In fact, exit-polls show that Trump’s victory in the Rust Belt states of Ohio, Wisconsin, Michigan, Iowa and Pennsylvania was primarily the result of the fall in turnout of Democratic voters, particularly in key constituencies, rather than the growth of Republican vote. The widespread unpopularity of Hillary Clinton and the profound disappointment in Obama led many people of color to stay home. At the same time, this was influential in encouraging a sector of white voters who had previously voted Democrat to cross over to Trump.


Despite all these caveats, the fact is that millions of workers voted for Trump. Now, the big question is, among those who voted for Trump, to what extent were they won over by the anti-establishment rhetoric or, by contrast, how much was the racist, xenophobic discourse that guided their vote?

Although it is impossible to have a certainty about this, some aspects are clear. Those who voted for Donald Trump either agreed with his racist discourse or tolerated it as a minor flaw, something that was not significant enough to withdraw their support. A sector did clearly more than tolerate his racist discourse. We have seen scores of racist, nationalist fanatics attend his rallies. The rise of the so called alt-right has a real presence beyond social networks, and some of that is reflected by the surge in hate crimes after Trump’s victory.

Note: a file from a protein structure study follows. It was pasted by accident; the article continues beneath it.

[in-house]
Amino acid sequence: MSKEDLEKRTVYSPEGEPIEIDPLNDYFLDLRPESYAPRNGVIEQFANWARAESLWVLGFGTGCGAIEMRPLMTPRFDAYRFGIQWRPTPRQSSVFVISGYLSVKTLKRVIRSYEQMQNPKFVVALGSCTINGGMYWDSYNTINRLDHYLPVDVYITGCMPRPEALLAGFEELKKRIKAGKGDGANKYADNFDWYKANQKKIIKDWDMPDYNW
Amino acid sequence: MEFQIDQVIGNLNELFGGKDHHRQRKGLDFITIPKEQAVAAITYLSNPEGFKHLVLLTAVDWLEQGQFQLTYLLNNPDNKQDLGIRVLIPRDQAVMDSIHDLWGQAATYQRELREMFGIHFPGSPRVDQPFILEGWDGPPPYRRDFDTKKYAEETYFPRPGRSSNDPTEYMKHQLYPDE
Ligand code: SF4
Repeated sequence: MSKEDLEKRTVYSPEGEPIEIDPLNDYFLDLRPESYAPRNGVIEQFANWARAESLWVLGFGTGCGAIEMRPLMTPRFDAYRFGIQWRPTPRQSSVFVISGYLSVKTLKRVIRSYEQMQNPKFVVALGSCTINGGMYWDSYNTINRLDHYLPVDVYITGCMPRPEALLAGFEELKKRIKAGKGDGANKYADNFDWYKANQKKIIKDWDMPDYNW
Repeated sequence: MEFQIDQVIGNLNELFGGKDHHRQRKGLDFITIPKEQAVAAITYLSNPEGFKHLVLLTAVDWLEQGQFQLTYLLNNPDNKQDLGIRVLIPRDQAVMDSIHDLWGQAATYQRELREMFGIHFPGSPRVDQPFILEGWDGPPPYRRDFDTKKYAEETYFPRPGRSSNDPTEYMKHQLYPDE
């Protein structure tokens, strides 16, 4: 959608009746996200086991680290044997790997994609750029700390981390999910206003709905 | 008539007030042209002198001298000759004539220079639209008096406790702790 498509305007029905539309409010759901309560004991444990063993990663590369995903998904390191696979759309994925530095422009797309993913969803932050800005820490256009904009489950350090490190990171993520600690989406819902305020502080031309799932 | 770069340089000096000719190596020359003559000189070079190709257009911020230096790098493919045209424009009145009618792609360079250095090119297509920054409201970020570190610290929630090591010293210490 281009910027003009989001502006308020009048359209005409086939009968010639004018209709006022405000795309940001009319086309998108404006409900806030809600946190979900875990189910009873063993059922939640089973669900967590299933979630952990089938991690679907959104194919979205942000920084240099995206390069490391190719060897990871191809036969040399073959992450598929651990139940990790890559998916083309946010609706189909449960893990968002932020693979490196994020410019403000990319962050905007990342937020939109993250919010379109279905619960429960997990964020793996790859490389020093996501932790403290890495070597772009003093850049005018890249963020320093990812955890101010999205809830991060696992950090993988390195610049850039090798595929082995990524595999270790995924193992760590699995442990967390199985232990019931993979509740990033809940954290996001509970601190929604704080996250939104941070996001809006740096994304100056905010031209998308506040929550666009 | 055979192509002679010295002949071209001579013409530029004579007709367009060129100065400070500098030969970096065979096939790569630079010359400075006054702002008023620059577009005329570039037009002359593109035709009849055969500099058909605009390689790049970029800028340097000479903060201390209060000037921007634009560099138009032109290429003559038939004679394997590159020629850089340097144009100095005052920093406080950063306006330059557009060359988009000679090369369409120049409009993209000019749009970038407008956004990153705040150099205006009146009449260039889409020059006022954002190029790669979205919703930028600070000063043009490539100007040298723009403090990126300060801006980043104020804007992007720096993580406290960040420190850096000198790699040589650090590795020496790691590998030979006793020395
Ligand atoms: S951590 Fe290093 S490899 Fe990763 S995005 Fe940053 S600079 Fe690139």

It is false to think that all Trump voters are white supremacist bigots. There is certainly some strata of impoverished workers or middle-class people who were seduced by the populist anti-establishment remarks and only tolerated his race bigotry. There are some reasons to believe this: the ostensible flight of votes from Barack Obama to Donald Trump, the extraordinary success of Trump in states where Bernie Sanders won the primaries, plus some anecdotal evidence here and there. Among those who declared that their economic conditions were worse than 4 years before, 78 percent voted for Trump and only 19 percent for Hillary.

This shows that at least part of the reasons to vote for Trump was other than racism. However, the political delimitation with Trump voters has to be clean-cut. Those who favored (mistaken) economic motivations over workers’ solidarity are headed in the wrong direction and represent an obstacle to achieving class unity. For this reason, it is a grave mistake to apologize for them, show sympathy or justify their vote. If there is to be resistance to Trump in government and the rise of the Right, we need class unity, and it begins with closing ranks across ethnicities, cultures, skin color, gender and sexuality.

Working Class, Ideology and Competition